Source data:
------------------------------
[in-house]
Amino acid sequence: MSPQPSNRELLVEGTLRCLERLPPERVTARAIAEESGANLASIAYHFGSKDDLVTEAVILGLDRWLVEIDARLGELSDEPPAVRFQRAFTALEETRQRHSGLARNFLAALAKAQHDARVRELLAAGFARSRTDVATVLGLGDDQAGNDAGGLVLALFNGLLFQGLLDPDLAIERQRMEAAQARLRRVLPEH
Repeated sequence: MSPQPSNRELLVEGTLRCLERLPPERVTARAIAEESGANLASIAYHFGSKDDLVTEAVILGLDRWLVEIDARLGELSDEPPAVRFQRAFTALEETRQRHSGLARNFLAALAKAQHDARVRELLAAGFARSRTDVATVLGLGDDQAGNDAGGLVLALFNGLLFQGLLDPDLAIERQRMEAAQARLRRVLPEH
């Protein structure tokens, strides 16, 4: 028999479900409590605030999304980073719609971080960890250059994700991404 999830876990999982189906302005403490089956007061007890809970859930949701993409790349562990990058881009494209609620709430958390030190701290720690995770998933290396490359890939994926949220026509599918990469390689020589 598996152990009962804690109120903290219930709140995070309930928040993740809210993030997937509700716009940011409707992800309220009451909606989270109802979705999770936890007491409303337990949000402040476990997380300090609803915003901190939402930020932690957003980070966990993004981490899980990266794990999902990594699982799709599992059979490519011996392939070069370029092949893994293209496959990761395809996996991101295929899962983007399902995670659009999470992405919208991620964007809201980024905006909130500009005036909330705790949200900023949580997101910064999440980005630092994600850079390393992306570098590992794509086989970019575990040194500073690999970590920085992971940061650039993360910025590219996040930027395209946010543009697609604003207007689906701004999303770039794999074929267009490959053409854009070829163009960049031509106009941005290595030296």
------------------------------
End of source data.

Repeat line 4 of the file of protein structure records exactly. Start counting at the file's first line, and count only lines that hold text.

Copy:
């Protein structure tokens, strides 16, 4: 028999479900409590605030999304980073719609971080960890250059994700991404 999830876990999982189906302005403490089956007061007890809970859930949701993409790349562990990058881009494209609620709430958390030190701290720690995770998933290396490359890939994926949220026509599918990469390689020589 598996152990009962804690109120903290219930709140995070309930928040993740809210993030997937509700716009940011409707992800309220009451909606989270109802979705999770936890007491409303337990949000402040476990997380300090609803915003901190939402930020932690957003980070966990993004981490899980990266794990999902990594699982799709599992059979490519011996392939070069370029092949893994293209496959990761395809996996991101295929899962983007399902995670659009999470992405919208991620964007809201980024905006909130500009005036909330705790949200900023949580997101910064999440980005630092994600850079390393992306570098590992794509086989970019575990040194500073690999970590920085992971940061650039993360910025590219996040930027395209946010543009697609604003207007689906701004999303770039794999074929267009490959053409854009070829163009960049031509106009941005290595030296």